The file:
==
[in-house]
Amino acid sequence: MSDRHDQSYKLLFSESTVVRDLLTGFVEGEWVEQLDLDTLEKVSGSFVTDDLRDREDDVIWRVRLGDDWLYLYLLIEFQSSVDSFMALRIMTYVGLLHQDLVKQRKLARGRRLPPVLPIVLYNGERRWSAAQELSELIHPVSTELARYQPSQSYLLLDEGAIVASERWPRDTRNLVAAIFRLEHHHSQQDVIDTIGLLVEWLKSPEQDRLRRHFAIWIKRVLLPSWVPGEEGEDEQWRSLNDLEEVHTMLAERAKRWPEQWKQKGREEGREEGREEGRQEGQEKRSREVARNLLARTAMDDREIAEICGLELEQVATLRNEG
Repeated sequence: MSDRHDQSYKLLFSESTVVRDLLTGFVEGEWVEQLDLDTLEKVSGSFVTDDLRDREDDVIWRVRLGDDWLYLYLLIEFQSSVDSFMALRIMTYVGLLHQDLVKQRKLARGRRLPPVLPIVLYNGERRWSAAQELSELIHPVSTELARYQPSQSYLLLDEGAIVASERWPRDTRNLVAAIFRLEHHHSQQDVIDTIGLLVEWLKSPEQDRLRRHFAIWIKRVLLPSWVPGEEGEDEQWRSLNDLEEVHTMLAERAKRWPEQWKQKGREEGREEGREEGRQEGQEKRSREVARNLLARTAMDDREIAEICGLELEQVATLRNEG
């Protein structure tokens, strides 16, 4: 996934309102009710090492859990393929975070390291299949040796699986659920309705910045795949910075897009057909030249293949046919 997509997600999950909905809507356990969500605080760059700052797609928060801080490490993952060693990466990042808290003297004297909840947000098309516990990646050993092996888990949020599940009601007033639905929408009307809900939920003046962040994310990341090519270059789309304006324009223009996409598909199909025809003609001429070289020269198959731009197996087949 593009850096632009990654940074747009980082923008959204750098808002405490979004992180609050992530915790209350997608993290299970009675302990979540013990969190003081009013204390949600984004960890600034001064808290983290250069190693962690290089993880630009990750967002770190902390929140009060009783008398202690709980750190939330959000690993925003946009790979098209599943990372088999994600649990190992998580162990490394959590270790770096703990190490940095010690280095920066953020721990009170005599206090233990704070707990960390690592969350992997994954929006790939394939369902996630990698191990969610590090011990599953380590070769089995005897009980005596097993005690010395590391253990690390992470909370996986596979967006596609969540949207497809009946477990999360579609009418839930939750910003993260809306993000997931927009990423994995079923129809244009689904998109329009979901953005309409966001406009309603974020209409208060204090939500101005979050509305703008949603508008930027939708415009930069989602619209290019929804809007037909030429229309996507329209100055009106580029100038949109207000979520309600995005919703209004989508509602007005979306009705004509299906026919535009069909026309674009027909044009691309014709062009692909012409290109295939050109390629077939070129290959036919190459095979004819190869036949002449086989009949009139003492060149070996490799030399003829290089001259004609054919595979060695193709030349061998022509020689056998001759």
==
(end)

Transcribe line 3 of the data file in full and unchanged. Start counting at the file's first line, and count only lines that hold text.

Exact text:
Repeated sequence: MSDRHDQSYKLLFSESTVVRDLLTGFVEGEWVEQLDLDTLEKVSGSFVTDDLRDREDDVIWRVRLGDDWLYLYLLIEFQSSVDSFMALRIMTYVGLLHQDLVKQRKLARGRRLPPVLPIVLYNGERRWSAAQELSELIHPVSTELARYQPSQSYLLLDEGAIVASERWPRDTRNLVAAIFRLEHHHSQQDVIDTIGLLVEWLKSPEQDRLRRHFAIWIKRVLLPSWVPGEEGEDEQWRSLNDLEEVHTMLAERAKRWPEQWKQKGREEGREEGREEGRQEGQEKRSREVARNLLARTAMDDREIAEICGLELEQVATLRNEG